In a lecture hall in Bristol, England, Professor Hood asked his psychology class for a volunteer to try on a blue cardigan in exchange for ten pounds. A dozen hands shot up to no one’s surprise (college students do love making money). Then, Professor Hood told his students that the sweater’s previous owner was the English serial killer and rapist Fred West. Without hesitation, all but a few hands dropped.
Fred West actually never owned the sweater, but Hood’s experiment demonstrated what many psychologists already knew: Even the most rational among us lend more credibility than we would like to think to our superstitious intuitions. “Please,” you tell yourself, “I’m not one of those people who actually thinks that walking under a ladder or opening an umbrella inside will really bring me bad luck.” Yet, you still take a few extra steps to walk around the ladder – and hey, if you’re on your way out the door, there is no reason not to wait an extra twenty seconds before closing your umbrella. Logically, you know that these superstitions are ridiculous, but you still don’t want to be the one to tempt fate.
You’re not alone in lending some credence to superstitious beliefs. In a recent Gallup pole, more than half of Americans admitted to being at least a little superstitious. And that self-report might be a gross understatement of our actual superstitious beliefs since, according to CNBC, $700 to $800 million dollars are lost every Friday the 13th because of people’s reluctance to travel or engage in large scale business deals and purchases. (An intense fear of Friday the 13th even has its own name, “paraskevidekatriaphobia.”)
Americans aren’t the only ones who are letting superstitions guide their decisions: psychologists Kramer and Block found that Taiwanese people would actually prefer to purchase a radio for 888 yuan than 777 yuan, since the number “8” is considered to be lucky. And, a few years ago, a young Chinese businessman bid the equivalent of almost 7 times the country’s per capita income for the “lucky” license plate APY888.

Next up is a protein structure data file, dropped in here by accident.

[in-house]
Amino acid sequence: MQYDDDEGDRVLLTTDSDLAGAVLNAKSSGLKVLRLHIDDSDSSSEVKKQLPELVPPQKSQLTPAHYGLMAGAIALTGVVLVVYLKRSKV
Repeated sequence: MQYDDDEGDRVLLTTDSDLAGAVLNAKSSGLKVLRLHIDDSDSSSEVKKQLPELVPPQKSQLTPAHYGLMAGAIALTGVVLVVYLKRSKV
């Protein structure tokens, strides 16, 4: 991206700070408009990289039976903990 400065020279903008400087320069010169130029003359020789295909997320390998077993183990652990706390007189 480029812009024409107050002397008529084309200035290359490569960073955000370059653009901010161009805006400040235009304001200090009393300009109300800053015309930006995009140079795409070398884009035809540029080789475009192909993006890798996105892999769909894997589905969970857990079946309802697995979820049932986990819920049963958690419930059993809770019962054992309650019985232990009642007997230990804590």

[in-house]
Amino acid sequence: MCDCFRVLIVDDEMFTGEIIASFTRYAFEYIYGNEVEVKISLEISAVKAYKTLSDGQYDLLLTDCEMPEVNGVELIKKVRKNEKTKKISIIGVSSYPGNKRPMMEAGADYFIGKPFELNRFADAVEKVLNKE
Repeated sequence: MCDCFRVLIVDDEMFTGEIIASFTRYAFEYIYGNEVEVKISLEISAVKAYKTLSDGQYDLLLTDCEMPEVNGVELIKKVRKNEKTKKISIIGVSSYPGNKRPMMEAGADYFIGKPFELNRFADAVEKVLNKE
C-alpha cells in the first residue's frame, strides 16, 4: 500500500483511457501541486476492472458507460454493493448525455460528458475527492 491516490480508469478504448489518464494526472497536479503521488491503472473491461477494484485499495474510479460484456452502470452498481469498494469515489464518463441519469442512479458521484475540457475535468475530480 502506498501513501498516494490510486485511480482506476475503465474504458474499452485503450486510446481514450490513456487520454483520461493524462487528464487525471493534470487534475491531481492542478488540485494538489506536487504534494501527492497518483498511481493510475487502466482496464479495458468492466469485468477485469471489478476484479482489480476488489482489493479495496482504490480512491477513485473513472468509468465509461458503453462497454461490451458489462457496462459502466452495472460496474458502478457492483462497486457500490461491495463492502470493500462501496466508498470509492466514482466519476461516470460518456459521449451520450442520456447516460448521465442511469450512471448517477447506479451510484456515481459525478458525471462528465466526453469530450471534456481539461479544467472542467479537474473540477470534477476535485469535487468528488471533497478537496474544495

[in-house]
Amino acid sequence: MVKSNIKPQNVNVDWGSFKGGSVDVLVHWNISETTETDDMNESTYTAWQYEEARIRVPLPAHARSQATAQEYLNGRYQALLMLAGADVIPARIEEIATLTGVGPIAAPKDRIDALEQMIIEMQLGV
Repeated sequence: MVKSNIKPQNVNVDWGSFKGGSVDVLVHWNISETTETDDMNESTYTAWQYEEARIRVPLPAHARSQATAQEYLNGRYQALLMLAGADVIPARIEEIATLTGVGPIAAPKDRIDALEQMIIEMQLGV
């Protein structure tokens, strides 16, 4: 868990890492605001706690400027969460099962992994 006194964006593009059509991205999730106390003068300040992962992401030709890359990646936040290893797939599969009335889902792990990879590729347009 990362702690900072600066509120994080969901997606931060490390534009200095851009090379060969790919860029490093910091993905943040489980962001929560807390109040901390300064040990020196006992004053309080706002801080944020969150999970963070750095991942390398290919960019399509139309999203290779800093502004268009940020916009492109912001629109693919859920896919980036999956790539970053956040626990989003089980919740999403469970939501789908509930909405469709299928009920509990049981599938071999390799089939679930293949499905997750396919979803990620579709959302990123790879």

Before you laugh at other people’s irrationality, consider the Yale sweatshirt that you recently tucked away in the back of your drawer, pending your graduate school admissions decision. Or the fact that you shuffle past seven other pens in your bag before a Prelim, knowing that you’ll just feel better if you use your lucky pen on the test.
In general, our superstitious behaviors have one of two purposes: either they are meant to keep bad luck away or they are thought to bring about good luck. Dr. Stuart Vyse, the author of Believing in Magic: The Psychology of Superstition, explains that phobic superstitions, like crossing the street to avoid a black cat, offer no benefit – or at least not any more than crossing the street to avoid a stray cat of any color. However, some of our superstitions actually can help us. For example, if a certain ritual before a sports competition helps reduce your anxiety and puts you in a positive mood about the game, it may really help you win. Many professional athletes intensely adhere to superstitious behaviors. Serena Williams, whose superstitious behavior includes bringing her shower sandals to the court and has even chalked up losses to messing up her routine. And rumor has it that Jason Giambi believes that wearing a lucky golden thong can turn around his performance when he is in a slump. However, it isn’t the “luck” hidden in the threads of your old Cowboys boxers (or gold thong) that is bringing you success as much as it is the combination of your increased sense of control over the situation and your reduced anxiety. Particularly when your performance is a critical component of success – like in your tennis match or on the GRE – simply believing that you have luck on your side can give you a little extra “boost.” Dr. Paul Foxman explains this as the positive placebo effect: if you think something will help you, it may do just that.
In fact, the lucky pen you were searching for in your backpack may have been well worth the search. German Psychology researcher Lysann Damish and her colleagues recently found that giving subjects a ball labeled by experimenters as “lucky” actually increased (by 33%) the number of successful 1m putts. Similarly, they found that “lucky charms” increased subjects’ performance on both memory tasks and puzzle solving. The researchers suggest that activating superstitions contributes to an increased feeling of self-efficacy.
It’s unlikely that your superstitions truly have the power you think, but if they are helping you relax and persevere – and not causing you any crazy phobic reactions – there is no harm in knocking on wood or wearing your lucky necklace. After all, if you subscribe to superstitious behavior, you’re in good company: FDR avoided travel on Friday the 13th, Jennifer Aniston always boards planes with her right foot first, Tiger Woods wears red to Sunday competitions, and Axl Rose supposedly won’t play a concert in any city that starts with the letter M, since he believes the letter is cursed (sorry, Miami!).